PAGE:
The Living Bible Reborn: Tyndale's 50th Anniversary
When I was a boy, growing up in the 1950s, everyone I knew at all the churches we attended had the same Bible. It was the King James Version, but no one called it that; it was simply "the Bible." There was very little talk of "versions" at all. (I knew that Roman Catholics had a Bible of their own, with some extra books that didn't belong there, but most Catholics-I knew this, too-didn't read the Bible in any case, because the priests didn't want them to start asking hard questions.)
How things have changed. Close at hand as I write this is the NIV Study Bible that I take to church each Sunday. Nearby is an NRSV study Bible, an NKJV study Bible, and-closest to my heart-a battered KJV that my mother gave me in 1967. On my wife's side of the bed is Eugene Peterson's The Message (the New Testament and Psalms), which is her favorite for devotional reading. Elsewhere in the room are several other partial translations: Everett Fox's rendering of The Five Books of Moses, for instance, and Tyndale's New Testament, and the recently published Three Gospels as translated by novelist Reynolds Price. There are other Bibles in the house, including a version for children and the NIV Student Bible. Among our friends and fellow church members we see a similar variety of versions—though sales figures say that the NIV is number one.
What brought about this transformation in the span of a single generation—from the nearly unrivaled dominance of the KJV to the profusion of contemporary translations? In part, at least, the answer is simple: the language of the KJV, freshly minted in 1611, resisted full comprehension by readers three-and-a-half centuries later. Now, the KJV did not become unintelligible overnight, but evangelicals in particular were slow to acknowledge its deficiencies. Holding rightly to a high view of Scripture, they had grown to believe that the majestic, archaic language of King James's translators was the very vehicle God would choose in which to express himself, were he speaking in English. The archaism confirmed that this was indeed the inspired Word of God.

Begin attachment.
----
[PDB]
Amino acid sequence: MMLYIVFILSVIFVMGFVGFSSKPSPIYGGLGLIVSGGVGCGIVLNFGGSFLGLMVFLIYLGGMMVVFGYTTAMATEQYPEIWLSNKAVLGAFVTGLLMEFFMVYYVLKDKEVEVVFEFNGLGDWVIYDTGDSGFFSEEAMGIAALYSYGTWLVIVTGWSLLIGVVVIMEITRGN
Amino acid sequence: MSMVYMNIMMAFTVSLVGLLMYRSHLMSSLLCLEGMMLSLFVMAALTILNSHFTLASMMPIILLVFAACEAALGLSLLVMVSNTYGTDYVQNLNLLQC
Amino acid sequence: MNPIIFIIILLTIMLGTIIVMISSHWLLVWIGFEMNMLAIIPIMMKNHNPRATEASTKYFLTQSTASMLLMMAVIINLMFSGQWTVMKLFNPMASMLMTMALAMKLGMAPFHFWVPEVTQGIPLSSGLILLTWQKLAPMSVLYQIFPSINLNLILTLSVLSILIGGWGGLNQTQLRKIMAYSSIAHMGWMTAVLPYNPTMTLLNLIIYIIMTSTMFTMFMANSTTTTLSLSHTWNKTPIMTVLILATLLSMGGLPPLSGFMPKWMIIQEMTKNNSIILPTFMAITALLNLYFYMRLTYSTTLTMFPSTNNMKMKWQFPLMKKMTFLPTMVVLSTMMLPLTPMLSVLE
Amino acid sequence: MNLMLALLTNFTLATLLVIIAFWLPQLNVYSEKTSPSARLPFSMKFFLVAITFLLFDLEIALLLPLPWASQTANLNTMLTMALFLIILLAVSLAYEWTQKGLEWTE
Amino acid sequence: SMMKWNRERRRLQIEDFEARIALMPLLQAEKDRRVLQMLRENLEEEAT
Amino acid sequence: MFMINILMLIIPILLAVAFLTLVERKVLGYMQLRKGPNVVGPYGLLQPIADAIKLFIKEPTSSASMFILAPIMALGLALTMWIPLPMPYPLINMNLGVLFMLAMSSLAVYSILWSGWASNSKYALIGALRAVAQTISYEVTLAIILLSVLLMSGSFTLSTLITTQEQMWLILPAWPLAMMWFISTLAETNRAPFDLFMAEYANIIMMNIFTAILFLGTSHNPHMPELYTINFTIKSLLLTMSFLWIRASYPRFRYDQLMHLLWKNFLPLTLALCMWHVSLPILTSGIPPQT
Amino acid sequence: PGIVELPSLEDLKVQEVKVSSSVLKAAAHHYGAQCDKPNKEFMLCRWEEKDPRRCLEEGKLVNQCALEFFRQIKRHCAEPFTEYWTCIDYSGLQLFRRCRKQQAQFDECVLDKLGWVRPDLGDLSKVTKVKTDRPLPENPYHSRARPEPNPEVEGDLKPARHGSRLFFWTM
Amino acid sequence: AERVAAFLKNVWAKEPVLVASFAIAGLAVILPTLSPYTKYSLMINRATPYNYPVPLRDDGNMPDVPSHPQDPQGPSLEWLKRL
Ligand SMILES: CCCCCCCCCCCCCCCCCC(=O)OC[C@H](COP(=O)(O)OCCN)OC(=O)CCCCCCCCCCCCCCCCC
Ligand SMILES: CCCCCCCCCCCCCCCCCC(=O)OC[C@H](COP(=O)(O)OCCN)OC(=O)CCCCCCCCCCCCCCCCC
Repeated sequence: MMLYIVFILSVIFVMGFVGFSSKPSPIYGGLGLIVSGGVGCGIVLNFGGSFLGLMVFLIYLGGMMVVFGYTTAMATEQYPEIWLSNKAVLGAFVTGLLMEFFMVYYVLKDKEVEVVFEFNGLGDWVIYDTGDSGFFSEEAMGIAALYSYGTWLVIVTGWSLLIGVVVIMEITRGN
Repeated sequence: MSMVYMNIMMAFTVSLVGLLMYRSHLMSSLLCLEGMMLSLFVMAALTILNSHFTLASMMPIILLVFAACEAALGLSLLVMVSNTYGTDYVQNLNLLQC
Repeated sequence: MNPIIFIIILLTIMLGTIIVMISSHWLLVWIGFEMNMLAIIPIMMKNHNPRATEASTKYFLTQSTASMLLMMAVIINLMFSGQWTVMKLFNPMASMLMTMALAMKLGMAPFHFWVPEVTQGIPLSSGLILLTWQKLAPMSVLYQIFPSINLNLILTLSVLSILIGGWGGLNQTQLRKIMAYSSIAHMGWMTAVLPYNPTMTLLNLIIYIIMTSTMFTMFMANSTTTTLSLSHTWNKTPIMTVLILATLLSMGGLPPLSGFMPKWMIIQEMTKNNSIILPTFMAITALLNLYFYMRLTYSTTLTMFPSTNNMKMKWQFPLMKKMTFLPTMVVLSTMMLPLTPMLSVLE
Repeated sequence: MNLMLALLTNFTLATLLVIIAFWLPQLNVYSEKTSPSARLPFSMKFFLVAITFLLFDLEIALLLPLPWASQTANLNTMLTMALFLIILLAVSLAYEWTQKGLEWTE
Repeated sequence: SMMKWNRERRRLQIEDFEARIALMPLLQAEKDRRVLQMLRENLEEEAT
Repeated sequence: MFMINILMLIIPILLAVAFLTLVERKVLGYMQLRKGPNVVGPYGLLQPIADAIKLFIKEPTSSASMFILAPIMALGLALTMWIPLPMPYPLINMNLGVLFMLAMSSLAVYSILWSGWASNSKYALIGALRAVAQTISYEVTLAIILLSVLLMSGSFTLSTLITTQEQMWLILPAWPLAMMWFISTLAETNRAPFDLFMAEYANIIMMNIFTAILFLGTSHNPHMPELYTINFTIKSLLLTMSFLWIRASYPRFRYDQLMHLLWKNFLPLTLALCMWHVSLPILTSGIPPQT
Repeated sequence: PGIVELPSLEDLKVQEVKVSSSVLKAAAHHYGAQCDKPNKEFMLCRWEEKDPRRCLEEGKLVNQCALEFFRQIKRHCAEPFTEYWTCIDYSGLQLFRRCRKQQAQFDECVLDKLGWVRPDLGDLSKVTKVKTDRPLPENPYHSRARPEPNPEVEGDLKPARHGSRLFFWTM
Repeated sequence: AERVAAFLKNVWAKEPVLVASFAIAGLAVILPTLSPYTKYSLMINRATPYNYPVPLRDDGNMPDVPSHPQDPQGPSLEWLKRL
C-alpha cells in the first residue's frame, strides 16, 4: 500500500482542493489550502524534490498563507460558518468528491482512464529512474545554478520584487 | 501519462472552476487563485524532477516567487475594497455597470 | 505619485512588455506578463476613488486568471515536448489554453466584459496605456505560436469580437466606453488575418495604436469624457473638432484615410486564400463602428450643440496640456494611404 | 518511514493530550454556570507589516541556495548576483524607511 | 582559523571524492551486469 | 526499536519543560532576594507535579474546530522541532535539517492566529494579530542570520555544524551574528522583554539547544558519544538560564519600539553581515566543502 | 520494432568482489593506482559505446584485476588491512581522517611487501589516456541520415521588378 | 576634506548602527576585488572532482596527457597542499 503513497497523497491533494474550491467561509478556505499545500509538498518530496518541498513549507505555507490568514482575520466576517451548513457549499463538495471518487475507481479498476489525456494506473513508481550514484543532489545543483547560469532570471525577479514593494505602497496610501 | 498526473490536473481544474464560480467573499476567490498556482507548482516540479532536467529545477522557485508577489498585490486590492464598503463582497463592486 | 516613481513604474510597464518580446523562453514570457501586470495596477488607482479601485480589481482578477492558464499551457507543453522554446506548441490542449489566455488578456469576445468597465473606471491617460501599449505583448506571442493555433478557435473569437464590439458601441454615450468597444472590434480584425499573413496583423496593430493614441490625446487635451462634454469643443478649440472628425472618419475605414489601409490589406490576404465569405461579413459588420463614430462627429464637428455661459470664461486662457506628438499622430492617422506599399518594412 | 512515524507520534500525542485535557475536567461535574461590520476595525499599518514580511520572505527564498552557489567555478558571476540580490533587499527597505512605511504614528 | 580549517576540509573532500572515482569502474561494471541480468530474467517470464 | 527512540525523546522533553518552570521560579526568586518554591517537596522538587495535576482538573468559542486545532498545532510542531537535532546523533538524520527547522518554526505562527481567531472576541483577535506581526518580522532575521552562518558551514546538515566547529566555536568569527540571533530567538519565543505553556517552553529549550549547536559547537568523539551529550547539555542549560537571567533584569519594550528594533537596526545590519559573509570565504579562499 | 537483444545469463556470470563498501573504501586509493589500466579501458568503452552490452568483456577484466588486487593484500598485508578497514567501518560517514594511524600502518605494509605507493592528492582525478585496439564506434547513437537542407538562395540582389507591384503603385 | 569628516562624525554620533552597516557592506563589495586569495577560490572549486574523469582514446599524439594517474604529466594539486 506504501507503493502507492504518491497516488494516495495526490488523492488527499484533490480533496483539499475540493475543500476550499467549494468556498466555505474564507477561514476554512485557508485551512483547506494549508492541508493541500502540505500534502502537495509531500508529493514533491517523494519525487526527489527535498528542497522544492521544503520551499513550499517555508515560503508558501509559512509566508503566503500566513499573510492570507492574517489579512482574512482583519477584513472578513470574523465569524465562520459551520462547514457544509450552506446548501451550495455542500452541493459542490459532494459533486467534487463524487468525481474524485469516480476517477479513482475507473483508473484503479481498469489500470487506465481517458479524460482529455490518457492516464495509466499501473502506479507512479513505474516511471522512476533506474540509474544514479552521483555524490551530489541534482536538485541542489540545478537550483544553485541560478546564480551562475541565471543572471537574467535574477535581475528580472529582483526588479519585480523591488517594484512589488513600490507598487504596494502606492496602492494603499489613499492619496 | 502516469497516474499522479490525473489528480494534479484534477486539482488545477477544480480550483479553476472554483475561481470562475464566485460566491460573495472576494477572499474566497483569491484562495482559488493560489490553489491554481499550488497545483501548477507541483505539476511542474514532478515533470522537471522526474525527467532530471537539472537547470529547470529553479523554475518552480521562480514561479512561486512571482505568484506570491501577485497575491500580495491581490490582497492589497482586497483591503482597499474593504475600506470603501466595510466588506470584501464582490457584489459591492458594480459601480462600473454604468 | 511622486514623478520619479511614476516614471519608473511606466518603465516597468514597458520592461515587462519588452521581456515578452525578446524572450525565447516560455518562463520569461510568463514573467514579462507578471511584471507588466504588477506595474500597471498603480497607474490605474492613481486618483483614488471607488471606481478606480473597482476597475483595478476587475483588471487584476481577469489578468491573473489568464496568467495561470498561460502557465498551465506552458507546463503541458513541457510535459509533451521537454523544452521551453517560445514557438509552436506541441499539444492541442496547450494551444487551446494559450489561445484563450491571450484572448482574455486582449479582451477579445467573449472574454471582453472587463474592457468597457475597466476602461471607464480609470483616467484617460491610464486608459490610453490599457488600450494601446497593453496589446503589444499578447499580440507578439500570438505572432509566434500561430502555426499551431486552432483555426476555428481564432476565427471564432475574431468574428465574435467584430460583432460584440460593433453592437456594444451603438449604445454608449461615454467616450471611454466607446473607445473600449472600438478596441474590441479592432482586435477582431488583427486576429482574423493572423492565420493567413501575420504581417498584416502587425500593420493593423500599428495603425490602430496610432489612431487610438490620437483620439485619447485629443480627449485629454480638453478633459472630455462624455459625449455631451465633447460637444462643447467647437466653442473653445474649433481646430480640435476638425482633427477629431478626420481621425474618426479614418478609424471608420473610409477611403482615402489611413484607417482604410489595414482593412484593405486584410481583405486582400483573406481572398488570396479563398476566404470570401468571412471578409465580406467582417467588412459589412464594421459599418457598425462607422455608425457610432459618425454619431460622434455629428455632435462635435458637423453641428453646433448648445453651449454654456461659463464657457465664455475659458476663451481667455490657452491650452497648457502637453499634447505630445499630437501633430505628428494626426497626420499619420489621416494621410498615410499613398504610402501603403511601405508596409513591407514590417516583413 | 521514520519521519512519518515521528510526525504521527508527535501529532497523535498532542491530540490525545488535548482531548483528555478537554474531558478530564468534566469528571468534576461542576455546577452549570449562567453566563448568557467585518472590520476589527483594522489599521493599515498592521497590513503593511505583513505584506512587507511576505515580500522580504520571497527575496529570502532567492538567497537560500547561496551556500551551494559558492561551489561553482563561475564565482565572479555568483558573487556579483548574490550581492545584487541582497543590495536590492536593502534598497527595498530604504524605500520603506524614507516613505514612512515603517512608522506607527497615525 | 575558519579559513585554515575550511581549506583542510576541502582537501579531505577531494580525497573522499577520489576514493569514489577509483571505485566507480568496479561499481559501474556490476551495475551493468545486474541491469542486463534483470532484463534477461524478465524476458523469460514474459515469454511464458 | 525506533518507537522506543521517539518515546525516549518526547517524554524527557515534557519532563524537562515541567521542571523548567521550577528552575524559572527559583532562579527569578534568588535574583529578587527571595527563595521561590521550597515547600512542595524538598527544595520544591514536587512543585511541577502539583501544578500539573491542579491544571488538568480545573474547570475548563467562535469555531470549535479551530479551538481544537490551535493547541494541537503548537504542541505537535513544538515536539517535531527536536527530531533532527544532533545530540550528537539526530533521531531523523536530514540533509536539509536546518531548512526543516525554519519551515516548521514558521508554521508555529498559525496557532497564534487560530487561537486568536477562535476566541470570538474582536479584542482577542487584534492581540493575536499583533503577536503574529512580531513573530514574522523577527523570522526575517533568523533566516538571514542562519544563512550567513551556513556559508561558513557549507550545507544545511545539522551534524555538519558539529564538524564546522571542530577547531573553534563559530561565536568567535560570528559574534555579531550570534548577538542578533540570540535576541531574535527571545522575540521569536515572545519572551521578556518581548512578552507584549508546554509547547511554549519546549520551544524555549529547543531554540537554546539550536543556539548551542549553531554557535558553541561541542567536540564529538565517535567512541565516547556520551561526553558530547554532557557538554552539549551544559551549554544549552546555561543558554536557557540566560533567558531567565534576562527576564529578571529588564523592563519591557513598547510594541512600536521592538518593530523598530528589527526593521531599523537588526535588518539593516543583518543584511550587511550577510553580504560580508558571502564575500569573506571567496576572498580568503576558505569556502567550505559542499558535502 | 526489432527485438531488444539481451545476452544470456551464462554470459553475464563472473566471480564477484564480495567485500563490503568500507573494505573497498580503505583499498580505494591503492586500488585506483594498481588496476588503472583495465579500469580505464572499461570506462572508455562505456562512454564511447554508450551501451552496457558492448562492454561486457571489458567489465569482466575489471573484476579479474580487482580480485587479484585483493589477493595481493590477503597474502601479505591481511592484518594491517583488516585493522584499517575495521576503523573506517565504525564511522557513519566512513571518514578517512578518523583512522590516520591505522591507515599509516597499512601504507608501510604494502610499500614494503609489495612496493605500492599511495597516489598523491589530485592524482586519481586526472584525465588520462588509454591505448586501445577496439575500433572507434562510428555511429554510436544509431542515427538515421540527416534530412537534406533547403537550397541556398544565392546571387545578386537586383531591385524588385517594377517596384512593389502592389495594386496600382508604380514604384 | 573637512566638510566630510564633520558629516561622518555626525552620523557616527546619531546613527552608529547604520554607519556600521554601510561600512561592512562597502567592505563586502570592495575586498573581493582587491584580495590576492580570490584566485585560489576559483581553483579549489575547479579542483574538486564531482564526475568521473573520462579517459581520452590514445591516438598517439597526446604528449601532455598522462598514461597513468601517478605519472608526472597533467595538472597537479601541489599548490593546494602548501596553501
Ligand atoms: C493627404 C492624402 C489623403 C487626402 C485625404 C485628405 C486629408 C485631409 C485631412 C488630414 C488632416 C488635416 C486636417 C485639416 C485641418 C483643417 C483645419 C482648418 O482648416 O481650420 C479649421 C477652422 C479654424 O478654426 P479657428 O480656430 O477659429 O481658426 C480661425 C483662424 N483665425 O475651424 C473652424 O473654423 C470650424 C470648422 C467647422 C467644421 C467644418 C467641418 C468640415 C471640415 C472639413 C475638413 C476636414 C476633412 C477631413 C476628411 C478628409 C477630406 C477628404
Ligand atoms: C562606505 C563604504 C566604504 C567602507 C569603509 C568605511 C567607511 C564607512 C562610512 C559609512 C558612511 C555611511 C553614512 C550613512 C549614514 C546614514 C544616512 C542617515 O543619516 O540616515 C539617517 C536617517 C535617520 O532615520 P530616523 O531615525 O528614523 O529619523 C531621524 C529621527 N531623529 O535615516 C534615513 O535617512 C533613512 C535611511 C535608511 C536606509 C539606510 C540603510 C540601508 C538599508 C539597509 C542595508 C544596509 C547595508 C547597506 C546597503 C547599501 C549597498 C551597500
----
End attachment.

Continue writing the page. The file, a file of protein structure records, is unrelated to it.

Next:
Another fundamental evangelical conviction—that the Bible speaks to men and women now, and children too, with undiminished clarity and force—was thus in need of reaffirmation. That was done most decisively by Ken Taylor, who in 1962 published Living Letters, his version of the New Testament epistles. In an interview with Harold Myra (CT, Oct. 5, 1979, pp. 1307-11), Taylor recalled how, after several publishers, both secular and religious, rejected the manuscript, he was led to publish the work himself. Over the next decade, further installments were issued, and the complete Living Bible appeared in 1971.
The Living Bible was an enormous success; to date, more than 40 million copies have been sold. The impact of Taylor's work, however, extended far beyond the fortunes of that particular version: the warm response to the Living Bible testified to a hunger among readers for a Bible they could understand, and other translators and publishers took note. Today the Living Bible is but one of many versions that place a premium on accessibility.
In July of 1996, Tyndale House Publishers launched the New Living Translation (NLT), a revision of the Living Bible that seeks to preserve the freshness and readability of Taylor's groundbreaking paraphrase while providing the accuracy and reliability of a translation prepared by a team of 90 biblical scholars. Seven years in the making, and supported by a massive marketing campaign, the NLT is an ambitious entry to the field of "general-purpose" translations, intended not only for devotional use but also for study and congregational reading.